"Influence of Transportation Infrastructure on Land Use" Report Available
The Office of Planning, Environment and Realty contracted with the Urban Land Institute to convene a panel of experts on land use, transportation and development to produce the report entitled " Influence of Transportation Infrastructure on Land Use."
In addition, a limited number of hard copies of the report are available. They can be requested from Fred Ducca at 202-366-5843 or Fred.Ducca@fhwa.dot.gov. Fred can also answer any questions you may have about the report.
Georgia Hosts NEPA Peer to Peer Workshop
In November 2005, the FHWA Georgia Division and Georgia Department of Transportation (GDOT) hosted a Peer-to-Peer Workshop intended to enhance the internal environmental and planning processes as they relate to transportation project development and delivery in Georgia. The Peer-to-Peer Workshop was jointly sponsored by the FHWA and FTA, through the Transportation Planning Capacity Building Program.
The workshop consisted of eight presentations given by a panel of visiting environmental and transportation managers from across the United States. Following each of the presentations, the peer panel led an in-depth roundtable discussion of the issue. Presentation topics, and subsequent roundtable discussions, included: learning from the results of a previous peer exchange in Tennessee; the impacts of the Safe, Accountable, Flexible, Efficient Transportation Equity Act: A Legacy for Users (SAFETEA-LU); environmental streamlining; environmental performance measures; enhancing interagency coordination; improving environmental documentation; and improving the linkage between planning and NEPA.
Panel members and participants included
transportation and environmental professionals from FHWA Headquarters, FHWA Resource Center, FHWA Georgia Division, FHWA Indiana Division, Federal Transit Administration, GDOT, Tennessee Department of Transportation, Texas Department of Transportation, Utah Department of Transportation, and Washington State Department of Transportation.
The Peer-to-Peer Workshop built upon the action plan developed by the FHWA Georgia Division and GDOT as a result of the June 2004 Linking Planning and NEPA Workshop. Information provided by the peer States gave GDOT insight into what practices have, and have not, worked in the other States. The GDOT plans to use the information gathered during the workshop to continue to strive to improve project delivery while advancing environmental stewardship and streamlining opportunities.
- David Grachen, FHWA Resource Center, David.Grachen@fhwa.dot.gov .
Environmental Conference UPDATE!
Save the Date ! June 27- 29, 2006
HEP, HCC, a number of Division Offices, the Resource Center, and Federal Lands Offices have been working together through a planning team to organize the next FHWA Environmental Conference. The 2.5 day conference , which is only open to FHWA staff and invited presenters, will be held on Tuesday, June 27 through mid-day on Thursday, June 29, 2006 at the Hilton Crystal City, in Arlington, VA. The hotel is located close to Reagan National Airport and is accessible to Metro.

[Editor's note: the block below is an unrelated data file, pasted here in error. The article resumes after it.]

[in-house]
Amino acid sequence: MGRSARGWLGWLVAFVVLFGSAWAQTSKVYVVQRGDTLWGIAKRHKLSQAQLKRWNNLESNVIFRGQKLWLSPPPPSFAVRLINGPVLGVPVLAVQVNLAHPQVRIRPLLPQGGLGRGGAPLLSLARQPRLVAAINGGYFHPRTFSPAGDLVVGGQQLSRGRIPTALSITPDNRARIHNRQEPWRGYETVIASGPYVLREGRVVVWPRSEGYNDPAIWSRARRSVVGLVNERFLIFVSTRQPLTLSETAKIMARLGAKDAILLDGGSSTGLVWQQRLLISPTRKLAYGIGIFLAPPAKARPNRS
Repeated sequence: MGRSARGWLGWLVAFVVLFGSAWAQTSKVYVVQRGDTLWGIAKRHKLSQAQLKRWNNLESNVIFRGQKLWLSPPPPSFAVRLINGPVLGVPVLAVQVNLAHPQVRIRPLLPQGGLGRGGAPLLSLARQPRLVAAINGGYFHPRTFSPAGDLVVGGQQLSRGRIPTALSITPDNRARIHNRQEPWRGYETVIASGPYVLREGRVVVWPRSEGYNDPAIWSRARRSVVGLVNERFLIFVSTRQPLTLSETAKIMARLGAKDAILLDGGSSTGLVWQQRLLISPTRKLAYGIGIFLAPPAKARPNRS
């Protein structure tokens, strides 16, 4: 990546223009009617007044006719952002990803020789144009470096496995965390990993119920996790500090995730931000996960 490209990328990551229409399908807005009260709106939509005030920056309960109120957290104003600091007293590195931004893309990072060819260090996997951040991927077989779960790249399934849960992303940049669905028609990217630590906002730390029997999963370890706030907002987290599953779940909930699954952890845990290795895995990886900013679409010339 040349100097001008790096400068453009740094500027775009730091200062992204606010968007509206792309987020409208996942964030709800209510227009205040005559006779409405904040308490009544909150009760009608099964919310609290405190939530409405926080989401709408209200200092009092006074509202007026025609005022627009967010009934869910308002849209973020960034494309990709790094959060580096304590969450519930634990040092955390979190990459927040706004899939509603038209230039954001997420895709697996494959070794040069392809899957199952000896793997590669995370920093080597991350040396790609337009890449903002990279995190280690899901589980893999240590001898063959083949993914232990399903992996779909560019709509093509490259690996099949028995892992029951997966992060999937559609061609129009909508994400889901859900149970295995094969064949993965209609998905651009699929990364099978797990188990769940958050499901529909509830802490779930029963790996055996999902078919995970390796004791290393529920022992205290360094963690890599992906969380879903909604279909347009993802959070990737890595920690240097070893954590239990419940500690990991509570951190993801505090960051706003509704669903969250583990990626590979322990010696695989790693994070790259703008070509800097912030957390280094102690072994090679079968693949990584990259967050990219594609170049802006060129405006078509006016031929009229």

The planning team is developing a wide range of agenda topics which should be of interest to both environmental and planning staff. The 2004 Environmental Conference was attended by FHWA staff representing a wide range of disciplines within the organization, and we believe that this diversity added to the success of the conference. Please forward this message to your staff and encourage them to save these dates and prepare to join us in Crystal City in June 2006.
We expect to have an agenda and a conference website available by late January 2006. If you have any questions about the conference, please contact Carol Adkins at Carol.Adkins@fhwa.dot.gov.
The Silent Invaders
Chinese Silver Grass
Reed Canary Grass
Giant Phragmites or Common Reed
Like all invasive plants, they blend into a world of green vegetation which the ordinary passerby considers "a good thing". The most silent of the invasive plants in this scene are the exotic grasses. The grasses spreading quietly across the landscape often are unnoticed because all grasses look alike at first glimpse, until they flower. Grasses are simply difficult to identify, flowering or not. You have already heard of weedy Cheat grass, Johnson Grass, Medusahead rye and Smooth brome. Here are ten other grasses, you should get to know. Some have infiltrated the West and some have blended into the East; but all are spreading across the nation. Some State Departments of Transportation are planting one or two of these, but most are trying to eradicate them. Here are ten grasses to learn about and watch for!!!
Chinese Silver Grass, Miscanthus sinensi. This grass originates in eastern Asia and has become a popular ornamental grass. It has escaped easily into highway corridors, woodland borders and wetland edges. This 4-8' perennial spreads by rhizomes and is on a number of "watch" lists. IT is easily recognized in lathe autumn by its silvery plume-like panicles. It has been observed as far West as Minnesota.
Reed Canary Grass, Phalaris arundinacea. This 3-7' perennial came from Europe and Asia. It was introduced for its forage value and later planted for erosions control and naturalized. It grows in dense mats and spreads vegetatively and tolerates dry to wet soils. Unfortunately, it is said that a native species exists and the distinction between it and the exotic is complex. Because the Eurasian species crowds out native habitats, it is best not to plant the available commercial seed. This invasive wetland grass is abundant from coast to coast.
Giant Phragmites or Common